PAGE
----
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Trust Bush? Yeah, right

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So it has finally come to this: Congressional Republicans, once a compliant bunch, are now openly defiant. In some ways, it's not surprising: The president is a lame duck, leading an increasingly unpopular war in Iraq, and his personal popularity is at an all-time low. After all, members of Congress are most loyal to themselves when it comes to saving their jobs. And Republicans are worried that they could actually lose control of the House in the upcoming midterm elections. 'It's not that we feel we now can [criticize the White House],' says one nervous House Republican. 'It's that we feel we must.' Survival is a basic instinct.
But something else is happening: Republicans are truly miffed at a White House that they consider too secretive, too arrogant, and too interested in extending its own power. When the president threatened to veto legislation to block a Dubai company from operating six American ports, that was too much--even for some conservatives. 'I think the administration has looked at the legitimate power of the executive during a time of war and taken it to extremes,' Republican Sen. Lindsey Graham of South Carolina told me. '[It's] to the point that we'd lose constitutional balance. Under their theory, there would be almost no role for the Congress or the courts.' Mississippi's Sen. Trent Lott put it more succinctly: 'Don't put your fist in my face.'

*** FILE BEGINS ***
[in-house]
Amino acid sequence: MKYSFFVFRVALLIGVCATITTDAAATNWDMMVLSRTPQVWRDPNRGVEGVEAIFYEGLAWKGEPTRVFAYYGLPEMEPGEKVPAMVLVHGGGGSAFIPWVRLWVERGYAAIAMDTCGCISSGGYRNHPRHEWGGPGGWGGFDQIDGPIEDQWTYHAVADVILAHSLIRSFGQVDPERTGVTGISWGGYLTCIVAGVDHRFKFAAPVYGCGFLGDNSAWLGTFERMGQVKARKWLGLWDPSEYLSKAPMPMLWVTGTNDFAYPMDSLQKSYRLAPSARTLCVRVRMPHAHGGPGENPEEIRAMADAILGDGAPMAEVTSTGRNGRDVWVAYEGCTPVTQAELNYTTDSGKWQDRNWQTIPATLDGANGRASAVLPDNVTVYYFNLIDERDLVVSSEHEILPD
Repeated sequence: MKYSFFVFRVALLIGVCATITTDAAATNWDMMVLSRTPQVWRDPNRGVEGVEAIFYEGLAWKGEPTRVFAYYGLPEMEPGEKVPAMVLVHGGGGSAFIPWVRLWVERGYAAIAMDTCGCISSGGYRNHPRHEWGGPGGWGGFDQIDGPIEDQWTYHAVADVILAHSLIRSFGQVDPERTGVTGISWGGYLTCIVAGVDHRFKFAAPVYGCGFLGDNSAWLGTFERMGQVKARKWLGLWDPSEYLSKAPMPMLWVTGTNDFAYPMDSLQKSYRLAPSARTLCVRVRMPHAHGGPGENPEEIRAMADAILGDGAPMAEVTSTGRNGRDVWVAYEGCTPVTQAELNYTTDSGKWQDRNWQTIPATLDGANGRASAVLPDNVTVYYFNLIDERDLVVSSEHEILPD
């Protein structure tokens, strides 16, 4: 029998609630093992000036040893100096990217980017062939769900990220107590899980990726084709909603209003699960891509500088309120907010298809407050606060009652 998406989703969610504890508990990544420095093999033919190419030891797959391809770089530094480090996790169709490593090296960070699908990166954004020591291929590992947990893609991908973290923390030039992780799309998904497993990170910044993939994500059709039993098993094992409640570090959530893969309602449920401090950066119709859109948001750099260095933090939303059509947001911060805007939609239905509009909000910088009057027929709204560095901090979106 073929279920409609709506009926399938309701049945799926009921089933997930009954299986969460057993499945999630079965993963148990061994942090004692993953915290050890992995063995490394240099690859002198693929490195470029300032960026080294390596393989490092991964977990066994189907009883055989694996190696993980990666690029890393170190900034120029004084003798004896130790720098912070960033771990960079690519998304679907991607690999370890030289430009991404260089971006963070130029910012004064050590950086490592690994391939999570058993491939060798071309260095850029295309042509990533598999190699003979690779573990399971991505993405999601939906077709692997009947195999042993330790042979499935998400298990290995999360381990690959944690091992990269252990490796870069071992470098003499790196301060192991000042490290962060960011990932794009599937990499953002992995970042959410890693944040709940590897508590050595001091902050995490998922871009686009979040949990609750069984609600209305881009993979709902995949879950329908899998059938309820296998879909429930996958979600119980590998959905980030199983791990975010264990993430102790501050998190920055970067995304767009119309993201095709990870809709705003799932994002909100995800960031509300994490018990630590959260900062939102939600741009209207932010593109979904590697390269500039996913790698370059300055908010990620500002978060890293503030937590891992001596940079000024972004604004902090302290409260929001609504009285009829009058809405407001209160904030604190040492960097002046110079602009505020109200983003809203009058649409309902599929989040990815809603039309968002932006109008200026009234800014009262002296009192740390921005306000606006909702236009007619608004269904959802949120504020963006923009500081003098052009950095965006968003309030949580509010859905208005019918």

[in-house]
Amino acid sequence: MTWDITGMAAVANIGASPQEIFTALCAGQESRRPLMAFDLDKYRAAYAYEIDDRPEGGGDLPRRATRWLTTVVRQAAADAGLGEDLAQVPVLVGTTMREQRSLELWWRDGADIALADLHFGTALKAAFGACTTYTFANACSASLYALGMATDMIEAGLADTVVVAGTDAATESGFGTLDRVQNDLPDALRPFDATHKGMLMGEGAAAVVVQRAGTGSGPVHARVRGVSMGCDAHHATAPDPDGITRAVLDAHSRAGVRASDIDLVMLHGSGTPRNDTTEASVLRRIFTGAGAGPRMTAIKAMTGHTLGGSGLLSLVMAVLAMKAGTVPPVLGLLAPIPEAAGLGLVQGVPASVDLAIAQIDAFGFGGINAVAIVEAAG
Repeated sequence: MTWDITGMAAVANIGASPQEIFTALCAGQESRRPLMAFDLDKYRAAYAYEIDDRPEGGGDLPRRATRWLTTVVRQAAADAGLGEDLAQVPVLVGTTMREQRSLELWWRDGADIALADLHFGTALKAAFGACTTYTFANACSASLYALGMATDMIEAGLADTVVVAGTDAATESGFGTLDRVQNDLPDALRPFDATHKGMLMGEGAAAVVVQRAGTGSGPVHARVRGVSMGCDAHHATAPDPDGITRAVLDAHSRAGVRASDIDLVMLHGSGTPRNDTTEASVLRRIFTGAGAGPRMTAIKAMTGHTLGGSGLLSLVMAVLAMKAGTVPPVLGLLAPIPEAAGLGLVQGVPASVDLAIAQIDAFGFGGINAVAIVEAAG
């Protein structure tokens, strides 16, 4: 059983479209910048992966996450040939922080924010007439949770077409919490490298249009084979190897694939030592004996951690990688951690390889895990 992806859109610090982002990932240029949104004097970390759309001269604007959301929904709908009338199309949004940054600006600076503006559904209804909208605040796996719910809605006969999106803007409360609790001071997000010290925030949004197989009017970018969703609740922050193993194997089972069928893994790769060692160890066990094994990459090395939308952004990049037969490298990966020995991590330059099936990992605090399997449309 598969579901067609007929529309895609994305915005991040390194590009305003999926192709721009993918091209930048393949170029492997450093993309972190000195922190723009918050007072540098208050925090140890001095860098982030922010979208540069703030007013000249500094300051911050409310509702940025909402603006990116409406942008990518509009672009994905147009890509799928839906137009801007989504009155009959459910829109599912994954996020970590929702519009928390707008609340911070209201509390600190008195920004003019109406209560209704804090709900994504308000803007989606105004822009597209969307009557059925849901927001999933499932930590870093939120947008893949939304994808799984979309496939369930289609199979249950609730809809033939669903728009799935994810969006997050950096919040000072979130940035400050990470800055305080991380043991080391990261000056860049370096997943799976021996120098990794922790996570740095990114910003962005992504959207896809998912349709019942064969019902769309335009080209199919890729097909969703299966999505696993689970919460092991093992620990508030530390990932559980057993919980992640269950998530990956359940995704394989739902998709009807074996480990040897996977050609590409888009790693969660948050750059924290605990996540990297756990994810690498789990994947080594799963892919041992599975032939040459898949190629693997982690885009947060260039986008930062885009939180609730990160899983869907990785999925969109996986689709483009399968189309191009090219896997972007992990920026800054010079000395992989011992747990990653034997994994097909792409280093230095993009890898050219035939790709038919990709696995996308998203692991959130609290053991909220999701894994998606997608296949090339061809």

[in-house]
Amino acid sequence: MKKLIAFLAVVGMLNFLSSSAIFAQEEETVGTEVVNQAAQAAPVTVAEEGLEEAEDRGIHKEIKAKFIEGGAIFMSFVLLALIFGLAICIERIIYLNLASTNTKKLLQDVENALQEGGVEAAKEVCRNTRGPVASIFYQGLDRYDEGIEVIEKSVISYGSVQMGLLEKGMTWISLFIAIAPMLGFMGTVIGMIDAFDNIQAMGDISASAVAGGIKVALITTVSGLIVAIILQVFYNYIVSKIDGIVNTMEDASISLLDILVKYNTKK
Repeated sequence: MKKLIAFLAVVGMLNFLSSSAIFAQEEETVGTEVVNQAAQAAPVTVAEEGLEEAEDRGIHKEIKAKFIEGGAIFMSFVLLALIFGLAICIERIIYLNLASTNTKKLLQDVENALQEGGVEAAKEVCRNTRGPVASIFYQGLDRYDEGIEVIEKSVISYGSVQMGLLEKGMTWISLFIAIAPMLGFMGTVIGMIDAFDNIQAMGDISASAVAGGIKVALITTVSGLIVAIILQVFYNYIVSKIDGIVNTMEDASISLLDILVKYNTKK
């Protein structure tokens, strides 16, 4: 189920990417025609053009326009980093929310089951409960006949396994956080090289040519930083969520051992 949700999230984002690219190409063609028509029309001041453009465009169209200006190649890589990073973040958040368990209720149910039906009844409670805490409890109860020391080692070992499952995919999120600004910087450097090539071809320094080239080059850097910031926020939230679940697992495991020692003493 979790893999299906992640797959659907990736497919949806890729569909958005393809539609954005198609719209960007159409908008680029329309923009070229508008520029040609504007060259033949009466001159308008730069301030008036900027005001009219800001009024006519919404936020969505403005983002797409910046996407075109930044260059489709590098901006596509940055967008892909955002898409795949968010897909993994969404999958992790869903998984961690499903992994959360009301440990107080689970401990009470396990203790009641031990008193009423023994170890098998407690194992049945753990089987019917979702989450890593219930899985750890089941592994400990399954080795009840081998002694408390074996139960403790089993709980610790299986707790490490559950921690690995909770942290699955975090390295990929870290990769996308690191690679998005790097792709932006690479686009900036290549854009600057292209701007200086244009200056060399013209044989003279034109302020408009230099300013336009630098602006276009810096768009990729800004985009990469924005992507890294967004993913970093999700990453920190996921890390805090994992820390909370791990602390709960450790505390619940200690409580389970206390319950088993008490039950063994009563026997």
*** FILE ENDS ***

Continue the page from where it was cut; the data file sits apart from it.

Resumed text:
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Joan Brunwasser is a co-founder of Citizens for Election Reform (CER) which since 2005 existed for the sole purpose of raising the public awareness of the critical need for election reform. Our goal: to restore fair, accurate, transparent, secure elections where votes are cast in private and counted in public. Because the problems with electronic (computerized) voting systems include a lack of (more...)

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